You’ll see that the Cuff now has a leather strip (artificial version on the black model, I think) over some rather nicely made webbing. The metal piece is the new adjustment device which simply slides along to make the Cuff tighter or looser. It also automatically tightens up if you let go of your camera, making sure the whole thing won’t slip off your wrist.

If you’re moving around and keep taking the camera off your wrist and putting it away, you might like another new feature – you can wrap the loose end around and it’ll fasten to the magnet concealed under the leather, turning it into a bracelet – and the magnet can be easily moved to adjust for the size of your wrist

I took it out this afternoon, and found it very comfortable, and even tried the bracelet mode.

It’s a nice bit of kit – takes the basic idea of the original model and improves on it enormously. Well worth a look if you want a wrist strap for your camera.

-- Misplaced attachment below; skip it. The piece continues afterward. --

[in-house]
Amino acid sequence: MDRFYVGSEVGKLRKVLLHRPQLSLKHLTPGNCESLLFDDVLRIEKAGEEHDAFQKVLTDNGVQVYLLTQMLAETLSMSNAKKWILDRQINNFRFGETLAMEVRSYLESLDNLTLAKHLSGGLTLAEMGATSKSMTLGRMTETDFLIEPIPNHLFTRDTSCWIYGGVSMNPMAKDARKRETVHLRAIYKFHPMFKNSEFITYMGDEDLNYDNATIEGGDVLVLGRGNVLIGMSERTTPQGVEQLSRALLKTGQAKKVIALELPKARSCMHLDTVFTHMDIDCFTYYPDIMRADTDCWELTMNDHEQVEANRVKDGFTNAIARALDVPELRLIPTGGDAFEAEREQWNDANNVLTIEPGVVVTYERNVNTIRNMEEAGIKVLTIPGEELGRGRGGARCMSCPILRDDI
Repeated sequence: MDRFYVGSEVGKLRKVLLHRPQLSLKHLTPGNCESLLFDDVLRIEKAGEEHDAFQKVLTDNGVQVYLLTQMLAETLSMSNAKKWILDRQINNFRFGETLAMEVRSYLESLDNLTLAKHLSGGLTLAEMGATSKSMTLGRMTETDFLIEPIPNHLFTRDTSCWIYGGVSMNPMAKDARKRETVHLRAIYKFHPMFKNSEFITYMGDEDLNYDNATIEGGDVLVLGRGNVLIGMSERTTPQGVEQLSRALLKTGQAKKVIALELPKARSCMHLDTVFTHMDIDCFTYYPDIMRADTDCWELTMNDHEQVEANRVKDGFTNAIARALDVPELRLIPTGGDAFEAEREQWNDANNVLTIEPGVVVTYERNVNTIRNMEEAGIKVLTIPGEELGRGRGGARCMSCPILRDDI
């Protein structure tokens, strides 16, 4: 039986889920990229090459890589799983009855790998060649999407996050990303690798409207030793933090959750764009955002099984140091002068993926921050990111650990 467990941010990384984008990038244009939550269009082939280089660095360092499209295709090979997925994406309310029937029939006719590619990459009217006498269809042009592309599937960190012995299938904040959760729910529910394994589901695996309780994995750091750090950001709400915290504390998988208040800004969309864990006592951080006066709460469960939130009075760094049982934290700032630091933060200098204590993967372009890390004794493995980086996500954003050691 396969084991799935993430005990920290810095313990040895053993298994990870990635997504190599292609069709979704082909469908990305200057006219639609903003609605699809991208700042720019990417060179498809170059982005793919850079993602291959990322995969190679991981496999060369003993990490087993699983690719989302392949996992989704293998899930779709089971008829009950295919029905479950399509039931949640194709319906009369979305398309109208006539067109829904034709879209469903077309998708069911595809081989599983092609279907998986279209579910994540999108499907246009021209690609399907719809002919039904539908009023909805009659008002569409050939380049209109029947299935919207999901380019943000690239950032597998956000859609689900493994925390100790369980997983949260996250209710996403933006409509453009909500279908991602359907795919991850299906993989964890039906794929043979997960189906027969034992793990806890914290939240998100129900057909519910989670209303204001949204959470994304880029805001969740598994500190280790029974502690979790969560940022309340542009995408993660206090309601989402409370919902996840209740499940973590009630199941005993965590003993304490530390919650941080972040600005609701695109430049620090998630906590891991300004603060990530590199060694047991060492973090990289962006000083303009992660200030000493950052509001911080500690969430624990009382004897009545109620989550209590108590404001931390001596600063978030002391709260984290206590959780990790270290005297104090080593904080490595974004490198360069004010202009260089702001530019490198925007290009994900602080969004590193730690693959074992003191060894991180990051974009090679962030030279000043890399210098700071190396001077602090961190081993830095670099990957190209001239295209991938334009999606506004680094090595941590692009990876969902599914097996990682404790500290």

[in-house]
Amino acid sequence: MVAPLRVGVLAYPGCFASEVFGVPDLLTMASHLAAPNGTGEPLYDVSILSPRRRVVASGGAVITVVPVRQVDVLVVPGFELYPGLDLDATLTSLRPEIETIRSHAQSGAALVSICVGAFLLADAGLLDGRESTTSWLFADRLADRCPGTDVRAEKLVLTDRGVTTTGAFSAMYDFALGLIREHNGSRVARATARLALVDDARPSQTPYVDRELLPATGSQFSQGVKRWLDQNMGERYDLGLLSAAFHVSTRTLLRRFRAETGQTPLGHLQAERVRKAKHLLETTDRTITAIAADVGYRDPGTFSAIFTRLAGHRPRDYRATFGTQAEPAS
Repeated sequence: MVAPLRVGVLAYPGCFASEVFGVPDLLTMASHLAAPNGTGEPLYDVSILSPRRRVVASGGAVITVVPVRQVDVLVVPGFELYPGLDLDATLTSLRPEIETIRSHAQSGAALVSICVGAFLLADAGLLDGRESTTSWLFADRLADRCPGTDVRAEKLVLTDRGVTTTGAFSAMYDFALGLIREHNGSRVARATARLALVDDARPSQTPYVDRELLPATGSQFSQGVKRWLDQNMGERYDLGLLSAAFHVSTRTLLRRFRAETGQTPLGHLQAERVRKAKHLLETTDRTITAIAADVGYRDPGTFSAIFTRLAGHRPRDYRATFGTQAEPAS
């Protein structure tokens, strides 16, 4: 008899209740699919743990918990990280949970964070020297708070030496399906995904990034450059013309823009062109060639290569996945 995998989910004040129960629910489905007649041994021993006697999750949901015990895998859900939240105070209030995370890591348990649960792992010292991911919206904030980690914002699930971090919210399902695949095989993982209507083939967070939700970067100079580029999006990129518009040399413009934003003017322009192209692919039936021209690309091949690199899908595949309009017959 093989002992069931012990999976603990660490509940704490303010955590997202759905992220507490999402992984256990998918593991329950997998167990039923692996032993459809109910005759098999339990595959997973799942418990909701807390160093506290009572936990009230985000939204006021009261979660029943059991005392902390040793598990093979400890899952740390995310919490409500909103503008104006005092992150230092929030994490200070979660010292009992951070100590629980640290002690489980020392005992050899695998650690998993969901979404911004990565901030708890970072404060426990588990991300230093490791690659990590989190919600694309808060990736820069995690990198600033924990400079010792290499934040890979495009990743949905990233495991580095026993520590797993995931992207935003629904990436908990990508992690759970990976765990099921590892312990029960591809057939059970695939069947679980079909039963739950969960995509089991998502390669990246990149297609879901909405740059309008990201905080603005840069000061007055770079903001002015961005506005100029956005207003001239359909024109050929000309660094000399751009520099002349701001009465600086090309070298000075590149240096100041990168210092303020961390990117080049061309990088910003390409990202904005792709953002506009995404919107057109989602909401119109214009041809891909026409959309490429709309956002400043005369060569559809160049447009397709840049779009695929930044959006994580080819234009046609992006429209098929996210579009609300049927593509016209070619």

You’ll notice that there are no instructions included – partly because it’s a very simple thing, but mostly because there’s a video available that covers it very nicely, in the usual Peak Design manner:

And if you just want the ooh shiny, there’s the design video:

Having been suitably impressed with the new Cuff, I’m quite likely to be getting the new Leash neck strap – and I’ll give it a similar review if I do.

Woo, hoo, yay, Fuijfilm strike again

OK, I still haven’t done a review thingy on my Fujifilm X-T2, possibly because I’ve just been enjoying it. But even the best toys can be improved upon, and that’s exactly what Fujifilm are doing. There will be a major firmware update for the X-T2 and X-Pro2 within the next week or so which will make various improvements, many of which are things that users have been asking for, including some I’m quite keen to have: